Earlier this month, President Donald Trump announced an abrupt withdrawal of U.S. Special Forces from Northern Syria, abandoning Kurdish allies who were crucial in the containment of ISIS. The withdrawal left Kurds in the region vulnerable to an all-but-certain attack from neighboring Turkey—an attack which occurred immediately after the announcement of withdrawal.
President Donald Trump subsequently sent a bizarre letter to Turkish President Recep Tayyip Erdogan threatening to destroy the Turkish economy if Erdogan didn’t make a “good deal” with the United States and threatened that history would forever look upon him as “the devil” if “good things don’t happen.”
It was later announced that Vice President Mike Pence and Secretary of State had reached a deal with Erdogan for a 120 hour ceasefire giving time for Kurds to evacuate their homeland. Trump soon took credit for negotiating a pause in a conflict he was instrumental in starting.
Though Erdogan initially dismissed the letter, he addressed it during a press conference regarding the ceasefire.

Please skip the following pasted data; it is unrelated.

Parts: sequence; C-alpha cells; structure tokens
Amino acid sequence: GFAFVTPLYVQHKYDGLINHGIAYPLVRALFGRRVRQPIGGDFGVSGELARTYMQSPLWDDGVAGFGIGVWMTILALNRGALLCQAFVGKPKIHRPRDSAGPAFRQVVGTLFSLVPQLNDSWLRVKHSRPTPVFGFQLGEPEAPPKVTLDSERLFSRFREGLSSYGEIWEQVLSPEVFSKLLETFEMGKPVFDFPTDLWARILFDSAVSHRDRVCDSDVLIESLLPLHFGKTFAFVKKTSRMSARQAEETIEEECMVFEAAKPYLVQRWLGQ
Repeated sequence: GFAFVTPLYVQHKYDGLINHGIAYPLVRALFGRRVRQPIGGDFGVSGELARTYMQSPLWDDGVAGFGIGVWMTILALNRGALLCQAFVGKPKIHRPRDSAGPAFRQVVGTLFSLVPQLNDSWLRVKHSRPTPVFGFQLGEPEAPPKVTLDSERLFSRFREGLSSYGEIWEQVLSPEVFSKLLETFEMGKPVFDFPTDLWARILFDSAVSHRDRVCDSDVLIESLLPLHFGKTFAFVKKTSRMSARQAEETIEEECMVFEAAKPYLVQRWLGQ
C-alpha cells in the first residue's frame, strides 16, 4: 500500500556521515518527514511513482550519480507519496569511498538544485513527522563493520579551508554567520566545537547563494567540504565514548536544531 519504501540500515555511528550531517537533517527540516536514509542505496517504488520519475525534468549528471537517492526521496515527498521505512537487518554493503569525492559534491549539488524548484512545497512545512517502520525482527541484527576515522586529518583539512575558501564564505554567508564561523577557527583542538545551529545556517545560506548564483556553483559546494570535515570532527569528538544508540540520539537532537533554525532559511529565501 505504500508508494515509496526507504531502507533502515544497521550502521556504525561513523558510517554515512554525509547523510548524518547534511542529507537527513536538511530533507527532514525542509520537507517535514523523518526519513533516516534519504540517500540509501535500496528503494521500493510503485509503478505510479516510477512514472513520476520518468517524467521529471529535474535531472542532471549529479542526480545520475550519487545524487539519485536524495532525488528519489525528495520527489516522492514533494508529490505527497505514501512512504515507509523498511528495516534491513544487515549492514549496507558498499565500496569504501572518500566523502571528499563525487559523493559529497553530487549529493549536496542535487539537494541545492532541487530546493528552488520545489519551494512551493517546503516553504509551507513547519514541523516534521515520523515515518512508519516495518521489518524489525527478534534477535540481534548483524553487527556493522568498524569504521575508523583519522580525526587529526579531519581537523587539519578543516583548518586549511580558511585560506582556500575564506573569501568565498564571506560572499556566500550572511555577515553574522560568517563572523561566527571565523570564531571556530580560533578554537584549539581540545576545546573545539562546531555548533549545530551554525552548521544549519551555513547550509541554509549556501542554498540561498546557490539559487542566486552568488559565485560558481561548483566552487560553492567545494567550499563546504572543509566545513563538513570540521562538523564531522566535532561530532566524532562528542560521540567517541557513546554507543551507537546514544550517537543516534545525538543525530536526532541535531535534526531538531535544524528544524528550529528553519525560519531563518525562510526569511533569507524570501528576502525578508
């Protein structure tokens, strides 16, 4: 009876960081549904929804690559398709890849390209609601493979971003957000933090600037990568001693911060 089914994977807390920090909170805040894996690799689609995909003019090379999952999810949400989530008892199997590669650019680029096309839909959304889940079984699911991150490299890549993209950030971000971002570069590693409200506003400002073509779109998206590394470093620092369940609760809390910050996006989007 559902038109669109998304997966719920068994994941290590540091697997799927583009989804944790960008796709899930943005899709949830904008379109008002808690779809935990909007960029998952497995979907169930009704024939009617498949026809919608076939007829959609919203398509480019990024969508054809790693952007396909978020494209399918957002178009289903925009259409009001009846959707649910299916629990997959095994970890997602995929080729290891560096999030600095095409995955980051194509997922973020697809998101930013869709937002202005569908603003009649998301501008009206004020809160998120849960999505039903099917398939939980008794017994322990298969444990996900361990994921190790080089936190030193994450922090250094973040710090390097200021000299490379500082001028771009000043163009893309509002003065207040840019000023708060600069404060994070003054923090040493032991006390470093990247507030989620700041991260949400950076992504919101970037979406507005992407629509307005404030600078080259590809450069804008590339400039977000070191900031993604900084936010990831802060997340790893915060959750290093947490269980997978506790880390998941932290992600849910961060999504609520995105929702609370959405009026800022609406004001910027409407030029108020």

Erdogan said the letter “did not go hand in hand with political and diplomatic courtesy” expected from the United States.
“Of course we haven’t forgotten [the letter]. It would not be right for us to forget it…We would like for it to be known that we will do what is necessary when the time comes.”
Americans were concerned that Erdogan’s words amounted to a threat.
But it was Trump’s so-called leadership and his childish letter that they blamed.
Kurds in Syria are paying large sums of money for smugglers to help them get out of the region before the ceasefire ends and Turkish aggression resumes.
Erdogan is set to visit the White House next month, but many are calling on Trump to cancel it.
Hindsight is 2020, indeed.